The "Fall Harvest" Is Upon Us, And Gene Rhodes Is Ready0
Gene "The Pumpkin Man" Rhodes has been in business 57 glorious years tending his 100-acre, centennial (established in 1885) farm situated on M-43 Highway. When driving by in the fall, it's nearly impossible to miss the farm because of all the orange-colored decorations that fill the location on Pumpkin Avenue.
More importantly it's hard to miss Gene dressed in a bright orange hat and shirt calling out auction style the price of all the pumpkins, squashes, and gourds that one might have on their wagon. Gene developed his style based on his knowledge of the market value and incredible eye for how much pumpkins weigh that he claims to be 99.9-percent accurate, as he "sells a product and gives away memories."
When asked what possessed him to become a pumpkin farmer, he starts the conversation with the word "insanity" and then chuckles. Living on the farm that his father and grandfather owned and his love for the color orange, Gene was inspired by the simple fact that he was a caretaker who needed to be at the farm rather than selling his goods at a market.
"Fall Harvest," as Gene refers to it, is obviously his favorite time of the year when he and 10 other folks harvest 15 varieties of pumpkins and squashes. Ever surrounded by the color orange and the shape of a pumpkin, Gene shared that he sleeps nightly in orange sheets, a pumpkin-decorated bedspread, and eats at a pumpkin shaped table every evening.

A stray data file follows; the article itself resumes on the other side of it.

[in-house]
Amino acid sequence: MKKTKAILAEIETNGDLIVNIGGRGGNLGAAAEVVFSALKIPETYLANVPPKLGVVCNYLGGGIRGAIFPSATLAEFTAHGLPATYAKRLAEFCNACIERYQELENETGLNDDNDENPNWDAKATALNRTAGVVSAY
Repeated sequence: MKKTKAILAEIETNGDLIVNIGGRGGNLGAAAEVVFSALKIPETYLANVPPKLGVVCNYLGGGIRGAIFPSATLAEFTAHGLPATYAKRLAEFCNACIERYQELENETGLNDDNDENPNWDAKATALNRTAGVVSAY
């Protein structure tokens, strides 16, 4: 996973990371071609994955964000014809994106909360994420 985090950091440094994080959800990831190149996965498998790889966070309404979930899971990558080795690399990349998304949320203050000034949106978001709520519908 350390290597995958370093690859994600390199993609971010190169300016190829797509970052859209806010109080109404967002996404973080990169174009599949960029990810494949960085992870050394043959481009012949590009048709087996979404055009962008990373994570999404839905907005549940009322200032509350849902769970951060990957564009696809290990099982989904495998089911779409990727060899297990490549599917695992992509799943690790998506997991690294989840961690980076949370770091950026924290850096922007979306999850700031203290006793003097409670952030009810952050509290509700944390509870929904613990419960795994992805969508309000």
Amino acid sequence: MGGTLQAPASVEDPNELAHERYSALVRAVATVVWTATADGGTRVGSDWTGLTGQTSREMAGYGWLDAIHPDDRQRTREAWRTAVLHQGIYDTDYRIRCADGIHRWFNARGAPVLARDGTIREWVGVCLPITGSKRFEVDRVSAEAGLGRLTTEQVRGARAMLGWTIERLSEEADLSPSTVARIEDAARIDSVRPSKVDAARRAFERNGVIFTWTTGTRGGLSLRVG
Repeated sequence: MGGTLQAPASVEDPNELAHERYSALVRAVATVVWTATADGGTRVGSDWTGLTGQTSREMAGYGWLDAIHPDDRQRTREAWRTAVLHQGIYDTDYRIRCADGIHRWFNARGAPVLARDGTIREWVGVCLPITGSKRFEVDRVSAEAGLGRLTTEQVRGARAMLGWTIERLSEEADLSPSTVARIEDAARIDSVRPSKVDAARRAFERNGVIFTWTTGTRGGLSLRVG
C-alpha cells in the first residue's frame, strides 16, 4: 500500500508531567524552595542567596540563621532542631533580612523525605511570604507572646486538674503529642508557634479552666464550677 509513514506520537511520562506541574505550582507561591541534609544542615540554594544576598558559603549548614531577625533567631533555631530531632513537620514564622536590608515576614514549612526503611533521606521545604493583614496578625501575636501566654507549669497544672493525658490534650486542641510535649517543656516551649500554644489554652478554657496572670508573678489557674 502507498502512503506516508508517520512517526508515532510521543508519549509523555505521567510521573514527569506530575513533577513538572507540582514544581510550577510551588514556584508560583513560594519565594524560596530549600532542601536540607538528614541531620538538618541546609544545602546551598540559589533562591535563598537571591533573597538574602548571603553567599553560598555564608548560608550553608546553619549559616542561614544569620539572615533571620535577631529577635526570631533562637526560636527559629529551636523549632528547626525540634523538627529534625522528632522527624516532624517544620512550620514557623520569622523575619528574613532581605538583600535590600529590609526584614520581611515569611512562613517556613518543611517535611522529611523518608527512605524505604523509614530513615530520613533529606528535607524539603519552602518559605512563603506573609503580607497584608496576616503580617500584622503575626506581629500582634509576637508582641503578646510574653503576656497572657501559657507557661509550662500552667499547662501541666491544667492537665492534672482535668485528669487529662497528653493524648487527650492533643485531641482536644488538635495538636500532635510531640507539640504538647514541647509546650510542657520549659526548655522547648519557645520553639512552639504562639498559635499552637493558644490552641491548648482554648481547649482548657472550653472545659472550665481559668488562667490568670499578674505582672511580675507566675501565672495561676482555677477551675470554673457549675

He also does not hesitate to say that there is nowhere else he'd rather live, along with his love of the seasons and the people he enjoys meeting yearly. Gene also enjoys giving back his love to the community by volunteering weekly at the West Michigan Cancer Center and being a proud member of the local Grange community group who get together for music jam sessions and lively conversations.
Gene's been interviewed at least 500 times over the years and when asked if he thought himself famous, politely answers "Yes, just Google me!"
A cross-section of people have enjoyed the memory of picking out their fall decorations and watching their children, curiously watch the man in orange. Mrs. Wolfe's preschool is an annual visitor and one of many groups that make a tradition of visiting the colorful farm decorated with mums that Gene's wife taught him was part of the ambiance and memories he helps create.
Every year Gene shares a book that has a bit of the farms history and recipes collected over the years. He also is proud of the children's book that his wife Carol wrote entitled Gene the Pumpkin Man.
When asked how he feels as the season comes to a close, Gene simply states "I'm a grateful man, who sighs a bit of relief of satisfaction and feelings of being extremely blessed. Alleluia!"